April 25, 2006 at 1:35 AMWell, this week is my LA Philharmonic audition and I'm ready. I think. At least I've done all I know how to do to get ready.
It all started 29 years ago when I said to my mom, "Mom, I want to play the violin," and she said, "The violin?"
Hah, you laugh! But it's true.
Then for some inexplicable reason I kept doing it, kept wanting to be in orchestras. In fact, I joined my first youth orchestra only a few years after taking up the fiddle. When I could barely eke out a Mozart concerto (and I shouldn't have been doing it, it really was a few years in my future), I tried out for the big youth orchestra in town... and didn't get in. I was undeterred; I switched teachers and got in the following year. In high school I never was in fewer than two youth orchestras, plus school orchestra, plus whatever anybody asked me to play in.
I really loved to play in the orchestra.
When I was at Northwestern I got so fed up with the violin that I quit taking lessons my senior year. But I stayed in the orchestra. While I was getting my master's degree in journalism, I still was taking lessons, playing juries and playing in several area orchestras. When I worked full time as a newspaper reporter, I was in two professional orchestras, and I was teaching.
I remember when I was trying to "be a journalist," and I had to "do things for my resume." For example, I had to write some stories for the college newspaper about stuff I found to be utterly uninteresting, so that I could have "clips" of my writing. And I had to get an internship at a magazine. It was work, just to even think about what I was supposed to do to "build my resume."
My resume for the violin is simply my life, no contrivances.
I did this audition two years ago, and did not do it last year. I spent a while learning to like my violin again and playing things other than excerpts, like a lot of Bach. This with much help from the very wonderful teacher, Lorenz Gamma.
I was toying with the idea of doing it this year, casually learning the excerpts. A good number of them I've obsessed over for years; others were downright pesky to learn!
Then Barry Hou of Marquis Violins put this Gagliano in my hands. I thought, I should give my new friend, The Italian, a shot at playing in a really fantastic orchestra. Don't you think? Barry agreed. I suspect he knew I'd be unable to part with it if I had it that long, and I pretty much am!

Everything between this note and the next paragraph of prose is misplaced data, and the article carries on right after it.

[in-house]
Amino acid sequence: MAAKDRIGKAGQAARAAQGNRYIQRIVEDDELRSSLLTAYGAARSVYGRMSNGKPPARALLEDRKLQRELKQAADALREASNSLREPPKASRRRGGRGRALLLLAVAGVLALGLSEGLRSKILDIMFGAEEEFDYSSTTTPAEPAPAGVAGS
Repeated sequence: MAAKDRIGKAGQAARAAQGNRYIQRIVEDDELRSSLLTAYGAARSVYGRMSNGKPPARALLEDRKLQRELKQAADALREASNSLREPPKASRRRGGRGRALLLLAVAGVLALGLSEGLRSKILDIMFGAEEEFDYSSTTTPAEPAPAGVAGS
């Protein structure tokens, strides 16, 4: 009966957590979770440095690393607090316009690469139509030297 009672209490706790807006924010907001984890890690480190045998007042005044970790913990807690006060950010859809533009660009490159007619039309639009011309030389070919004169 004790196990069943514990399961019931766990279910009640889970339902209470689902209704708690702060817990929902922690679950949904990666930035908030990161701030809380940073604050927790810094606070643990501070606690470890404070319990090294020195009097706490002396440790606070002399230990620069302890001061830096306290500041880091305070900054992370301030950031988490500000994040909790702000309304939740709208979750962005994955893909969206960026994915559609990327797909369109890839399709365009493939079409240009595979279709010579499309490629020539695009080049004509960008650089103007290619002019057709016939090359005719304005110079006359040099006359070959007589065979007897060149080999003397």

At any rate, I studied my excerpts and pieces well. It's a process of reduction, starting with the slow ordering of notes and articulations, moving to phrases and gestures, and then ultimately, the whole excerpt and feeling behind it.
I realized that pretty much every teacher I've ever had has put his mark on my playing, or at least on all this sheet music. I think I've finally arrived at a place where I'm putting my own mark on it all, too. I practiced a lot, made some changes and decisions.
Yesterday I had a great "excerpt party" with a friend. One might think that the stress, the feelings of competitiveness, etc., would make this a dicey proposition just days before the audition. But really, it was so perfectly collegial; we'd been studying all the same music, and we were facing the same rather formidable situation. We each found a few errant notes; a good thing to find before and not after the big day! Somehow our different approaches to all these excerpts and pieces were more interesting than anything else.
Lastly, and I'm sure you will all understand why this has been the most difficult thing of all, I've given up coffee for the last week. Robert has been sympathetic, "Life isn't very exciting without your best friend, Cuppo Joe, is it?" I've been....narcoleptic. Today I fell asleep at my son's piano lesson, WHILE the teacher was talking to me!
So I hope that my ten minutes in the middle of the stage at Disney Hall are ones of great lucidity, clarity, concentration and calm. And whatever happens, there's a medium vanilla latte waiting for me at Peet's Coffee in Pasadena when it's all over!
BEST OF LUCK LAURIE!!!!!!!!!!!!!
Take no prisoners.
Do well, Laurie!
BTW, I've wondered why you switched from violinist to journalist and back again. I suppose you returned to yourself. I'm glad that you're making your own marks on the music now. That's a real triumph, maybe even more important than winning the competition for a spot in The Orchestra.
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